Описание CD

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  Исполнитель(и) :
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  Наименование CD :
   Plays Ballads

Год издания : 1989

Компания звукозаписи : Concord Jazz, (ru)

Музыкальный стиль : Swing, Mainstream Jazz

Время звучания : 56:05

  Комментарий (рецензия) :

CD, стоящие на полке рядом : Jazz (Saxophone - Smooth)      

Its title accurately describes the romantic music on this CD. The warm tenor of Scott Hamilton (accompanied by pianist John Bunch, guitarist Chris Flory, bassist Phil Flanigan and drummer Chuck Riggs) brings out a great deal of beauty on 11 ballads, including his own "Two Eighteen" and a variety of veteran melodies.

- Scott Yanow (All Music Guide)

========= from the cover ==========

Arching back, with his eyes closed, Scott Hamilton is filling the recording studio with smoky, late-night sax sounds, and undercurrents of longing and loss. As he plays Maybe September, I almost can't believe that this music-so much in the tradition of past sax masters-is being made in 1989. The clamor of Manhattan's midtown, which I'd been hearing before entering the studio just a few minutes earlier, now seems a world away. And I'm thinking, too, as I listen, that this particular performance is prime Scott Hamilton.

"I've wanted to do a ballad recording for a long, long time," Hamilton comments later. "I've gotten numerous requests from people who've been putting together ballad tapes from my records." Back in the 1950s and 1960s, jazz ballad albums were common; today, producers almost invariably aim for maximum variety. "But those ballad albums fulfilled a need," Hamilton notes, adding he often put them on before going to bed. You'll be able to put this recording on late at night, too, without worrying that suddenly a screaming uptempo thing is going to ruin the mood.

One cut I particularly like, In A Sentimental Mood, was recorded as an unplanned "extra," after the session was officially over. "Sometimes that works really well when everybody thinks the date is over and you do one more tune," Hamilton observes. "The pressure's off. Everyone's relaxed." As for 'Round Midnight, he notes: "I'd been thinking of doing it for years; then when the movie came out I decided to put it off for awhile because everybody was doing it." Everybody has recorded it now, but Hamilton's is one of the most appealing versions I've heard.

Hamilton plays by ear; he doesn't read music. And at times, as is the case with his attractive interpretation of I'll Only Miss Her When I Think Of Her, he'll recast the melody a bit when he plays it. (If you're curious as to how the melody sounded straight, it's sung by Peter Marshall, who introduced it, on the Broadway cast album of Skyscraper, Hamilton, needless to say, finds more in the tune.)

Two Eighteen, dedicated to Hamilton's wife, Manami (whose birth date is February eighteenth), is the first wholly original number Hamilton's written, not based on a familiar chord progression.

As for Body and Soul (CD only) - "I've been playing this for 20 years, but I've never really made a proper recording of it. I spent a long time looking for my approach. In the last couple of years, I've come up with some new ideas on it." (Compare this with Hamilton's first recording of it in the 1970s, and you'll see how much he's grown as a musician.)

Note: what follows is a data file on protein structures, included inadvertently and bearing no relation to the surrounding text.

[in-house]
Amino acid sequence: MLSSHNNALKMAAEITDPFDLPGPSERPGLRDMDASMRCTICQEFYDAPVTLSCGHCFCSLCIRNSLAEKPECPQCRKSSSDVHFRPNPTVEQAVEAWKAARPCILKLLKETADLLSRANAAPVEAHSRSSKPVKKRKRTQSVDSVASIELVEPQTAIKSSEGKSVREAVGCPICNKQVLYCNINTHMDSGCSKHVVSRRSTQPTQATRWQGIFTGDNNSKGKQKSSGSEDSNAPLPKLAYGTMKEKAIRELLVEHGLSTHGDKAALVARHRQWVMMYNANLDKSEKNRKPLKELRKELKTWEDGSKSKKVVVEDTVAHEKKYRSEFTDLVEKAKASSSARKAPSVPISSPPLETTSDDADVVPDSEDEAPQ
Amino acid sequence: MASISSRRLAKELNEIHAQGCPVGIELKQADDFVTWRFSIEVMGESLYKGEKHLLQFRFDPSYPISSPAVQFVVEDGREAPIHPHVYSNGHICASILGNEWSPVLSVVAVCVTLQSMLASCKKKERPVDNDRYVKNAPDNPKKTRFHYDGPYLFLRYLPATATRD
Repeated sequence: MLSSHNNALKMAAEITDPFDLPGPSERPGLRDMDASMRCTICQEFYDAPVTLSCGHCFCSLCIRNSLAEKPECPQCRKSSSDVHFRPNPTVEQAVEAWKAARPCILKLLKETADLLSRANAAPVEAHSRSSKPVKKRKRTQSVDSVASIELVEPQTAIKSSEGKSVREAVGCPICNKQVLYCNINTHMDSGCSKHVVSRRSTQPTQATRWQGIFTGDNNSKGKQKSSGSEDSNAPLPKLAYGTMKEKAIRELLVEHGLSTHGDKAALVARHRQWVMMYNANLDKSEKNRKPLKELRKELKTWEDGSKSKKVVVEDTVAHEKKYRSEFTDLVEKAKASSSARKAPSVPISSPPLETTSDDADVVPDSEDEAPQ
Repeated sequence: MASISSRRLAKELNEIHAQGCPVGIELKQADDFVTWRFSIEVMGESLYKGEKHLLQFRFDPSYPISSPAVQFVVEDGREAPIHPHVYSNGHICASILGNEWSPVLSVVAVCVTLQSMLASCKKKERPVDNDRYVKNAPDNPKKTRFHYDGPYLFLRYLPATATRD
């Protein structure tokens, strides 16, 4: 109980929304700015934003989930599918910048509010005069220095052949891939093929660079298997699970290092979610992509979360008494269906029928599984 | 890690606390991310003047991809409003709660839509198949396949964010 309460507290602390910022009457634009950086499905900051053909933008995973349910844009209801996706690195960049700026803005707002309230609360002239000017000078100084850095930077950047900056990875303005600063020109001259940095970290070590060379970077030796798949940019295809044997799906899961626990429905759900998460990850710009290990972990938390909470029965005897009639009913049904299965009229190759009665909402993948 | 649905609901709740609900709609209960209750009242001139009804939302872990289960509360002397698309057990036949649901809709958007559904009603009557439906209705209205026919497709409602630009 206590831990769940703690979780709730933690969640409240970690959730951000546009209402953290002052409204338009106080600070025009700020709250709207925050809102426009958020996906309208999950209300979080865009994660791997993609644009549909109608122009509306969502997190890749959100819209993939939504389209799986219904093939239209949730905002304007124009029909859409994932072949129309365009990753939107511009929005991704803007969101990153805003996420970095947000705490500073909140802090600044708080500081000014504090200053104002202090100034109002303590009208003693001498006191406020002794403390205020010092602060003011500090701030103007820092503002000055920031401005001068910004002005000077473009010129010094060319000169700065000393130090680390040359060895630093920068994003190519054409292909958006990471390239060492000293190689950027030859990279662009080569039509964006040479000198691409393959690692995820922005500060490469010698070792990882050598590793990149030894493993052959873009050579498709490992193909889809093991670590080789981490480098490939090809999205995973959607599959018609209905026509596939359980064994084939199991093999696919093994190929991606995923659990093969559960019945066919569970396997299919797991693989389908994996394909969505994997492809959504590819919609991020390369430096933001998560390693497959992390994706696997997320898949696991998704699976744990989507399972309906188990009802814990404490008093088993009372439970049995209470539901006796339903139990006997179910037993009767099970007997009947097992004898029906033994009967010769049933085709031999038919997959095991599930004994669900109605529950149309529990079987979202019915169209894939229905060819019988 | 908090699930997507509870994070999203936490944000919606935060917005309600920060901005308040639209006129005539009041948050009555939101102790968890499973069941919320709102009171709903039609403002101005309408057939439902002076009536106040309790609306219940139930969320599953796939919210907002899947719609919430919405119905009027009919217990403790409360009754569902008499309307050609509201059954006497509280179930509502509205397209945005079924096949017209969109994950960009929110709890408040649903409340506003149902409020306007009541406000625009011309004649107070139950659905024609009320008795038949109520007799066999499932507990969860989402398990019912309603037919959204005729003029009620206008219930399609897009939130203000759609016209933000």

"Laura (CD only) is one of the first ballads I ever played and I never recorded it. This performance owes more than a little bit to Don Byas; in fact, it's a steal. Nobody's going to play it better than Don Byas; he wrapped it up." Some of these numbers (like Emily) have been in Hamilton's repertoire for years. Others (like Beautiful Friendship, which Hamilton knew from versions by Tony Bennett and Duke Ellington) he selected just for the recording date. When Hamilton, who's now 34, first came on the scene in the 1970s, many critics viewed him as an anachronism, playing sax much the way greats who had come up in the 1930s and 1940s were playing in the 1950s and 1960s. Why, some wondered, wasn't he exploring jazz-rock fusion (which some then presumed represented the future of jazz)? Actually, although no one could have guessed it in the mid 1970s, Hamilton represented the advance guard of a whole cadre of young players who have been re-discovering and re-interpreting older traditions in jazz. Connecting with various older traditions-now viewed as classic- has been a prime concern of many of the most impressive players who've emerged in the past 15 years, from the assorted young stars of the Concord label to the brothers Marsalis. Those of us who worried in the mid 1970s that jazz-rock fusion was going to smother everything else, worry no longer. Scott Hamilton is extending a great tradition, and his continuing growth only gives us further reassurance.

-Chip Deffaa

  Соисполнители :

Chris Flory (Guitar)
Chuck Riggs (Drums)
John Bunch (Piano)
Phil Flanigan (Bass)

№ п/п

Наименование трека



   1 I'll Only Miss Her When I Think Of Her     T       0:04:18 Cahn / VanHeusen
   2 Dream Dancing         0:06:17 Porter
   3 'Round Midnight         0:06:01 Hanighen / Monk / Williams
   4 Two Eighteen         0:04:51  
   5 Laura     T       0:04:54  
   6 Maybe September         0:03:44  
   7 Emily         0:04:57  
   8 In A Sentimental Mood     T       0:05:01 Ellington / Kurtz / Mills
   9 A Beautiful Friendship         0:05:32 Kahn / Styne
   10 Body And Soul     T       0:05:26 Eyton / Green / Heyman / Sour
   11 Embraceable You     T       0:05:04 Gershwin / Gershwin


 T   'щелкнуть' - переход к тексту композиции.

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